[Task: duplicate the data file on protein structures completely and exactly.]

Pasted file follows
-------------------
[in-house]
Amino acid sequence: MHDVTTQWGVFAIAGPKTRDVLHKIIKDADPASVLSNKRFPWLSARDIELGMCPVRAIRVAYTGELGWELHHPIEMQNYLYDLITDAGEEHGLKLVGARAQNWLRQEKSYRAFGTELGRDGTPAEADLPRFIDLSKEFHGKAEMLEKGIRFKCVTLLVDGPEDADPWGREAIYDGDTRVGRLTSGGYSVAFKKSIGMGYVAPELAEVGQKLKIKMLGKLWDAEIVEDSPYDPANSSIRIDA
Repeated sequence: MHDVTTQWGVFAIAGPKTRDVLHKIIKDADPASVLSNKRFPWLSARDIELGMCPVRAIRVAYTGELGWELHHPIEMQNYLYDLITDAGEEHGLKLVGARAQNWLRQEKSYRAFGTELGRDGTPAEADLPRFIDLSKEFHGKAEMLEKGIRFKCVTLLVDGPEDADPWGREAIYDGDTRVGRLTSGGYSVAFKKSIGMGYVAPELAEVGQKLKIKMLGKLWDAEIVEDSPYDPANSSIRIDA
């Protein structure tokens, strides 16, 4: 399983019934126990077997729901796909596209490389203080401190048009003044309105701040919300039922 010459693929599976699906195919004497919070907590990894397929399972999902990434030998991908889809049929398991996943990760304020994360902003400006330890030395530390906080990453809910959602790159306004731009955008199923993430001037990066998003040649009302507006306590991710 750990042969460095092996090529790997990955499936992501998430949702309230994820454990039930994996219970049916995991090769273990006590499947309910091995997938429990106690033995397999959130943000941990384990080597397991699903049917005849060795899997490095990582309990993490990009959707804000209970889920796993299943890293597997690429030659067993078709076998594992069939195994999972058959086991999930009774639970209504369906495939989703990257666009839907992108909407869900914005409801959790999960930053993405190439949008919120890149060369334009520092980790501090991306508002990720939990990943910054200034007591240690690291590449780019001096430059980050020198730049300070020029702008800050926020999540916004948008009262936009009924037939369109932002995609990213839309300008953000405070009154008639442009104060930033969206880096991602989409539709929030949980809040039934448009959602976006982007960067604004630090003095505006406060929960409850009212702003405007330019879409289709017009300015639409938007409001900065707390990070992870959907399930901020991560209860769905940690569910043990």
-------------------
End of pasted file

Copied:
[in-house]
Amino acid sequence: MHDVTTQWGVFAIAGPKTRDVLHKIIKDADPASVLSNKRFPWLSARDIELGMCPVRAIRVAYTGELGWELHHPIEMQNYLYDLITDAGEEHGLKLVGARAQNWLRQEKSYRAFGTELGRDGTPAEADLPRFIDLSKEFHGKAEMLEKGIRFKCVTLLVDGPEDADPWGREAIYDGDTRVGRLTSGGYSVAFKKSIGMGYVAPELAEVGQKLKIKMLGKLWDAEIVEDSPYDPANSSIRIDA
Repeated sequence: MHDVTTQWGVFAIAGPKTRDVLHKIIKDADPASVLSNKRFPWLSARDIELGMCPVRAIRVAYTGELGWELHHPIEMQNYLYDLITDAGEEHGLKLVGARAQNWLRQEKSYRAFGTELGRDGTPAEADLPRFIDLSKEFHGKAEMLEKGIRFKCVTLLVDGPEDADPWGREAIYDGDTRVGRLTSGGYSVAFKKSIGMGYVAPELAEVGQKLKIKMLGKLWDAEIVEDSPYDPANSSIRIDA
């Protein structure tokens, strides 16, 4: 399983019934126990077997729901796909596209490389203080401190048009003044309105701040919300039922 010459693929599976699906195919004497919070907590990894397929399972999902990434030998991908889809049929398991996943990760304020994360902003400006330890030395530390906080990453809910959602790159306004731009955008199923993430001037990066998003040649009302507006306590991710 750990042969460095092996090529790997990955499936992501998430949702309230994820454990039930994996219970049916995991090769273990006590499947309910091995997938429990106690033995397999959130943000941990384990080597397991699903049917005849060795899997490095990582309990993490990009959707804000209970889920796993299943890293597997690429030659067993078709076998594992069939195994999972058959086991999930009774639970209504369906495939989703990257666009839907992108909407869900914005409801959790999960930053993405190439949008919120890149060369334009520092980790501090991306508002990720939990990943910054200034007591240690690291590449780019001096430059980050020198730049300070020029702008800050926020999540916004948008009262936009009924037939369109932002995609990213839309300008953000405070009154008639442009104060930033969206880096991602989409539709929030949980809040039934448009959602976006982007960067604004630090003095505006406060929960409850009212702003405007330019879409289709017009300015639409938007409001900065707390990070992870959907399930901020991560209860769905940690569910043990």